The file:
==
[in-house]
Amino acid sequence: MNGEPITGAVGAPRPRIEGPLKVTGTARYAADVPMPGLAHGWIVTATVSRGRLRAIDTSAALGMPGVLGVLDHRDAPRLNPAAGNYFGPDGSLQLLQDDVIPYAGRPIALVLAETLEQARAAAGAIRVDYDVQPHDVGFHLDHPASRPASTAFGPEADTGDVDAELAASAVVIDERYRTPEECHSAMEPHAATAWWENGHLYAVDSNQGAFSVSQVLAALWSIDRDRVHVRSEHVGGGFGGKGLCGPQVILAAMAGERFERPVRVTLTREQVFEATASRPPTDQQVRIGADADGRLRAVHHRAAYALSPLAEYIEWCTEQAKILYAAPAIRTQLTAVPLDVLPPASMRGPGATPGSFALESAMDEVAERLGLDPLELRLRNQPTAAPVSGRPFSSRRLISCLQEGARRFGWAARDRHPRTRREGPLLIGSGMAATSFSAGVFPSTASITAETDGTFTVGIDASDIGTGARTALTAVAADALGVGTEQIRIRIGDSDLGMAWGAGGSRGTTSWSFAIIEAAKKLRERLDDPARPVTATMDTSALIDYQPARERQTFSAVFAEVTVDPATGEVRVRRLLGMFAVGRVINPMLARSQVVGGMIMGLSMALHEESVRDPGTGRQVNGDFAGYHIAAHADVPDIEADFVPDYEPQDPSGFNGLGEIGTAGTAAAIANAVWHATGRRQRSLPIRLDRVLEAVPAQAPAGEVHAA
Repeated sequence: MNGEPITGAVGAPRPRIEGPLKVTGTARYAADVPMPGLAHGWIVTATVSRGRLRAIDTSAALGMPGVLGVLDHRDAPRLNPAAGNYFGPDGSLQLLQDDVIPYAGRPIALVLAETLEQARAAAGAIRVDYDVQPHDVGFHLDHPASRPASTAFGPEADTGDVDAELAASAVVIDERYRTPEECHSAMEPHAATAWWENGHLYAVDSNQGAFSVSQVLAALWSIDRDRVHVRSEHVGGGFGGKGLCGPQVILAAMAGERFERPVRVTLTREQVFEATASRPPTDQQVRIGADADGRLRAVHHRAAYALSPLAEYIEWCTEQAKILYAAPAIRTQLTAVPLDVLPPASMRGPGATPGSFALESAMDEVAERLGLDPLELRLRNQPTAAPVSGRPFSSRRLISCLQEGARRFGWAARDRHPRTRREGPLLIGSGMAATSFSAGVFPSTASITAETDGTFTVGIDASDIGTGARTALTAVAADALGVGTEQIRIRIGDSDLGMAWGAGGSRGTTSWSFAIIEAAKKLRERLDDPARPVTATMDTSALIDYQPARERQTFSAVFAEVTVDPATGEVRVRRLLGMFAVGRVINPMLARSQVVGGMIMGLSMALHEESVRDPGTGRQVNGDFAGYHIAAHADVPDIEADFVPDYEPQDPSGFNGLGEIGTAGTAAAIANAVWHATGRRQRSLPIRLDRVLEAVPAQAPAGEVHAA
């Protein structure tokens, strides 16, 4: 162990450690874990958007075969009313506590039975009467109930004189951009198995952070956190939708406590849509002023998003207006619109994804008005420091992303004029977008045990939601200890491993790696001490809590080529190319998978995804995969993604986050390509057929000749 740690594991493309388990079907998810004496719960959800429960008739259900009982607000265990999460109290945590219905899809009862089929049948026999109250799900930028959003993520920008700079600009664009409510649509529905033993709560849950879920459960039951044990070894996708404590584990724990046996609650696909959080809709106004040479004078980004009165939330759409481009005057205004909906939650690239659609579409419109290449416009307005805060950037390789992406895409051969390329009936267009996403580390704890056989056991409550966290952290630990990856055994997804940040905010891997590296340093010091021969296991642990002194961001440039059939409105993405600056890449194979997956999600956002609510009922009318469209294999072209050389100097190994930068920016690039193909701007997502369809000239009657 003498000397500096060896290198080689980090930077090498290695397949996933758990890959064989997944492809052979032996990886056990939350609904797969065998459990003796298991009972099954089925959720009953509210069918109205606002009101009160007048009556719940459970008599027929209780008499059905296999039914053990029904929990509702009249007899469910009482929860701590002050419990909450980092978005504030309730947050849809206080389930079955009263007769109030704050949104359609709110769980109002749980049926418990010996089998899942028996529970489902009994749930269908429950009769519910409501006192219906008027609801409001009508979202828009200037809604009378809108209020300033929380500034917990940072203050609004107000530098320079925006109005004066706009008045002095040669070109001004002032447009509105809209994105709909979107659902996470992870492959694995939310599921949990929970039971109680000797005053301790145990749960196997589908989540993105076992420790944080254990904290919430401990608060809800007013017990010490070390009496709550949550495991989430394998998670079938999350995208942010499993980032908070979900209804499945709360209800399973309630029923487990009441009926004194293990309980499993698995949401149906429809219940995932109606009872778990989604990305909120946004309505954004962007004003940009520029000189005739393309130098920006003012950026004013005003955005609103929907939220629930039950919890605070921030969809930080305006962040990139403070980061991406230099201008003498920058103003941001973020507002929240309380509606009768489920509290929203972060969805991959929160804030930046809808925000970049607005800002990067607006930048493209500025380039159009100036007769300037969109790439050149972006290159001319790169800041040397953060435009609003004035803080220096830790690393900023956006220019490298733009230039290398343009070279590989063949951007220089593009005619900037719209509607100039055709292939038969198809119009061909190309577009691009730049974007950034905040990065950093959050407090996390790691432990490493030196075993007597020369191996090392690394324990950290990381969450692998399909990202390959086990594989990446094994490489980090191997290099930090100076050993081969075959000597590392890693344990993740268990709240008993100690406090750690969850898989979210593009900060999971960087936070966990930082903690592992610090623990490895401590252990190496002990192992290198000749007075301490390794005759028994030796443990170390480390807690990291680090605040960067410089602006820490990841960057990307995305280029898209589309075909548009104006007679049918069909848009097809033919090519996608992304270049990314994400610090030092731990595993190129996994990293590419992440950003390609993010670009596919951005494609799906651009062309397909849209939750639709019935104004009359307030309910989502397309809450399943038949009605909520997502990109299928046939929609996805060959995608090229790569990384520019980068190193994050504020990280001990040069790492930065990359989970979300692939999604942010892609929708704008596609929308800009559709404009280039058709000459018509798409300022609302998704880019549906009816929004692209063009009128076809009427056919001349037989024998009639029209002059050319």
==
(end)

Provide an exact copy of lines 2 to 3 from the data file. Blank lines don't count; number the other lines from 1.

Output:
Amino acid sequence: MNGEPITGAVGAPRPRIEGPLKVTGTARYAADVPMPGLAHGWIVTATVSRGRLRAIDTSAALGMPGVLGVLDHRDAPRLNPAAGNYFGPDGSLQLLQDDVIPYAGRPIALVLAETLEQARAAAGAIRVDYDVQPHDVGFHLDHPASRPASTAFGPEADTGDVDAELAASAVVIDERYRTPEECHSAMEPHAATAWWENGHLYAVDSNQGAFSVSQVLAALWSIDRDRVHVRSEHVGGGFGGKGLCGPQVILAAMAGERFERPVRVTLTREQVFEATASRPPTDQQVRIGADADGRLRAVHHRAAYALSPLAEYIEWCTEQAKILYAAPAIRTQLTAVPLDVLPPASMRGPGATPGSFALESAMDEVAERLGLDPLELRLRNQPTAAPVSGRPFSSRRLISCLQEGARRFGWAARDRHPRTRREGPLLIGSGMAATSFSAGVFPSTASITAETDGTFTVGIDASDIGTGARTALTAVAADALGVGTEQIRIRIGDSDLGMAWGAGGSRGTTSWSFAIIEAAKKLRERLDDPARPVTATMDTSALIDYQPARERQTFSAVFAEVTVDPATGEVRVRRLLGMFAVGRVINPMLARSQVVGGMIMGLSMALHEESVRDPGTGRQVNGDFAGYHIAAHADVPDIEADFVPDYEPQDPSGFNGLGEIGTAGTAAAIANAVWHATGRRQRSLPIRLDRVLEAVPAQAPAGEVHAA
Repeated sequence: MNGEPITGAVGAPRPRIEGPLKVTGTARYAADVPMPGLAHGWIVTATVSRGRLRAIDTSAALGMPGVLGVLDHRDAPRLNPAAGNYFGPDGSLQLLQDDVIPYAGRPIALVLAETLEQARAAAGAIRVDYDVQPHDVGFHLDHPASRPASTAFGPEADTGDVDAELAASAVVIDERYRTPEECHSAMEPHAATAWWENGHLYAVDSNQGAFSVSQVLAALWSIDRDRVHVRSEHVGGGFGGKGLCGPQVILAAMAGERFERPVRVTLTREQVFEATASRPPTDQQVRIGADADGRLRAVHHRAAYALSPLAEYIEWCTEQAKILYAAPAIRTQLTAVPLDVLPPASMRGPGATPGSFALESAMDEVAERLGLDPLELRLRNQPTAAPVSGRPFSSRRLISCLQEGARRFGWAARDRHPRTRREGPLLIGSGMAATSFSAGVFPSTASITAETDGTFTVGIDASDIGTGARTALTAVAADALGVGTEQIRIRIGDSDLGMAWGAGGSRGTTSWSFAIIEAAKKLRERLDDPARPVTATMDTSALIDYQPARERQTFSAVFAEVTVDPATGEVRVRRLLGMFAVGRVINPMLARSQVVGGMIMGLSMALHEESVRDPGTGRQVNGDFAGYHIAAHADVPDIEADFVPDYEPQDPSGFNGLGEIGTAGTAAAIANAVWHATGRRQRSLPIRLDRVLEAVPAQAPAGEVHAA